table of contents table of contents

Home » Biology Articles » Anatomy & Physiology » Physiology, Human » Control of human trophoblast function » Blastocyst implantation

Blastocyst implantation
- Control of human trophoblast function

An intimate cross-talk between the embryo and the uterus is needed for blastocyst implantation [4,15]. This process, which consists of an interaction between trophoblast cells and endometrium, can only take place in a restricted period of time, termed "window of receptivity". It is initially dependent upon the presence of estrogen and progesterone, although further morphological and biochemical changes are evoked within the uterine wall by signals from the embryo and invading trophoblast. The "window of receptivity" in humans is presumed to span days 20–24 of the menstrual cycle [1]. Indeed, out of this period the epithelium apical surface is covered by a thick glycocalyx, mainly composed of mucin, and in particular MUC1, a transmembrane glycoprotein characterized by an extended extracellular domain which prevents blastocyst attachment [16]. Blastocyst implantation is also impaired by the large number of desmosomes which exist along lateral epithelial cell surfaces [17]. In some species the "window of receptivity" is characterized by down-regulation of MUC1, but this condition has not been observed in humans. Some researchers have suggested that MUC1 may actually promote human blastocyst attachment to the uterine wall [18], whereas others demonstrated a loss of this mucin at the site of blastocyst interaction [19] thanks to uterine proteases, activated by factors released from the blastocyst itself [16].

Blastocyst attachment to the uterine wall depends upon the interaction between adhesion molecules such as selectins, integrins, and trophinins [17], expressed on both trophoblast cells and uterine epithelium. This interaction is mediated, in most cases, by bridging ligands including, at least in the sheep, osteopontin and galectin-15, which are released in the uterine cavity by endometrial glands [20]. Invasion is favoured by the simultaneous decrease of desmosome density and basal membrane digestion, finally leading to nidation in the decidual stroma [17].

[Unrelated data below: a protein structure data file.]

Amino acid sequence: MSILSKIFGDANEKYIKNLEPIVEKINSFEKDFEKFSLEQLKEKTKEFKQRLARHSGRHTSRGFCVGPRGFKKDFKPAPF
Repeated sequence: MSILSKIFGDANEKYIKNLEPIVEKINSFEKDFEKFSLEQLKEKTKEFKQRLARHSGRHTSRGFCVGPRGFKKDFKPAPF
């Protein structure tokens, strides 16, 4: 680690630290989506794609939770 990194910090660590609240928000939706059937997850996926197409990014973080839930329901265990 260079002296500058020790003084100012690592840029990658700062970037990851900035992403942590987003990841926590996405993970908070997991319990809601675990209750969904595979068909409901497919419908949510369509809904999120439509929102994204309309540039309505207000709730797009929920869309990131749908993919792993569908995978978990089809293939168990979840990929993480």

A key role in the control of human blastocyst implantation is exerted by endometrial chemokines and cytokines. Chemokines are thought to be responsible for the promotion of leukocyte migration to the decidua, where they cause a sort of inflammatory state, a process which appears to derive from several sources. First, decidualization is characterized by NK cells interaction with the non-polymorphic HLA class I antigens expressed by invading trophoblasts [21]. Furthermore, signalling agents secreted by seminal vesicles and prostate gland interact with epithelial cells in the cervix and uterus, recruiting and activating macrophages, granulocytes and dendritic cells. They are provided with immune-regulatory and tissue remodelling roles that improve endometrial receptivity to the implanting embryo. Tumor growth factor β (TGF-β) and prostaglandins (PGs) present in seminal fluid contribute to enhance cytokine production and vascular permeability, that appear to be essential for implantation, due to their effects favouring blastocyst attraction and attachment to the endometrium [13]. Moreover chemokines, interacting with G protein-coupled receptors, induce a structural change in integrins which favours adhesion of the blastocyst to the decidualized endometrium [22]. NO favours blastocyst implantation in both animals and humans, modulating PG release, ovarian steroidogenesis, uterine cell proliferation, glandular secretion and blood flow, as well as mediating sex steroid and growth factor actions [15]. Since normal pregnancy is a physiological process, in our opinion it should not be defined as a 'controlled state of inflammation' [23]. However, at an early stage at the implantation site, as well as later systemically, it is regulated by the same cytokines whose derangement can trigger the inflammatory pathway, leading to various types of early and late gestational diseases. Under such profile, the above mentioned 'Th1/Th2' shift hypothesis, that dominated reproductive immunology for many years, should be more simply interpreted as the expression of the modulation of the cytokines that regulate the vascular processes of placentation, rather than a specific mechanism to avoid fetal T-cell rejection.


rating: 3.75 from 12 votes | updated on: 8 Sep 2008 | views: 83086 |

Rate article: